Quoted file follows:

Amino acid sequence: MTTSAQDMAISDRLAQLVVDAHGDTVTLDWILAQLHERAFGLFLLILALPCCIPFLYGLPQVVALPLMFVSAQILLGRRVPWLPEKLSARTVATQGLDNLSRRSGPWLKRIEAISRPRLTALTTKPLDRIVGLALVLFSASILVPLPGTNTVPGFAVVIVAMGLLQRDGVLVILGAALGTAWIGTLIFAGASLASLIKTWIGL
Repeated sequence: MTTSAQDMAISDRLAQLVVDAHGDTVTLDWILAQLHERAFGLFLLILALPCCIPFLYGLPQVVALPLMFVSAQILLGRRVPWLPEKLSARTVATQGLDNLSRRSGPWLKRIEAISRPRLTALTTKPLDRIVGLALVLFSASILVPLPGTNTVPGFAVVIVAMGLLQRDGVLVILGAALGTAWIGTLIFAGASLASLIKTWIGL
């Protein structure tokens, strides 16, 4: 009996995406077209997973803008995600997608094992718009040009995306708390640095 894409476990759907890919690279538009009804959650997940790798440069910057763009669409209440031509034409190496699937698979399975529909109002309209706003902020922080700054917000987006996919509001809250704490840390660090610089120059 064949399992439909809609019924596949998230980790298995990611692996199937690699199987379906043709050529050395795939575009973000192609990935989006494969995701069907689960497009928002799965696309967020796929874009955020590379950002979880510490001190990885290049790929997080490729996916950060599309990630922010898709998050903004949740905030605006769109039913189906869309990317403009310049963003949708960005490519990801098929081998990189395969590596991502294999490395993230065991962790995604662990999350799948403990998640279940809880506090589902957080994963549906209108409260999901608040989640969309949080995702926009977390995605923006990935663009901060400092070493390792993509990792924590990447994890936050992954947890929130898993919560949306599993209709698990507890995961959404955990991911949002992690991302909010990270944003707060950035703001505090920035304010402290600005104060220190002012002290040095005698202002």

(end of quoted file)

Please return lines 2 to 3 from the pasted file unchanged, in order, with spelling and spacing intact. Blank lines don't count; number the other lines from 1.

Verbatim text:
Repeated sequence: MTTSAQDMAISDRLAQLVVDAHGDTVTLDWILAQLHERAFGLFLLILALPCCIPFLYGLPQVVALPLMFVSAQILLGRRVPWLPEKLSARTVATQGLDNLSRRSGPWLKRIEAISRPRLTALTTKPLDRIVGLALVLFSASILVPLPGTNTVPGFAVVIVAMGLLQRDGVLVILGAALGTAWIGTLIFAGASLASLIKTWIGL
């Protein structure tokens, strides 16, 4: 009996995406077209997973803008995600997608094992718009040009995306708390640095 894409476990759907890919690279538009009804959650997940790798440069910057763009669409209440031509034409190496699937698979399975529909109002309209706003902020922080700054917000987006996919509001809250704490840390660090610089120059 064949399992439909809609019924596949998230980790298995990611692996199937690699199987379906043709050529050395795939575009973000192609990935989006494969995701069907689960497009928002799965696309967020796929874009955020590379950002979880510490001190990885290049790929997080490729996916950060599309990630922010898709998050903004949740905030605006769109039913189906869309990317403009310049963003949708960005490519990801098929081998990189395969590596991502294999490395993230065991962790995604662990999350799948403990998640279940809880506090589902957080994963549906209108409260999901608040989640969309949080995702926009977390995605923006990935663009901060400092070493390792993509990792924590990447994890936050992954947890929130898993919560949306599993209709698990507890995961959404955990991911949002992690991302909010990270944003707060950035703001505090920035304010402290600005104060220190002012002290040095005698202002």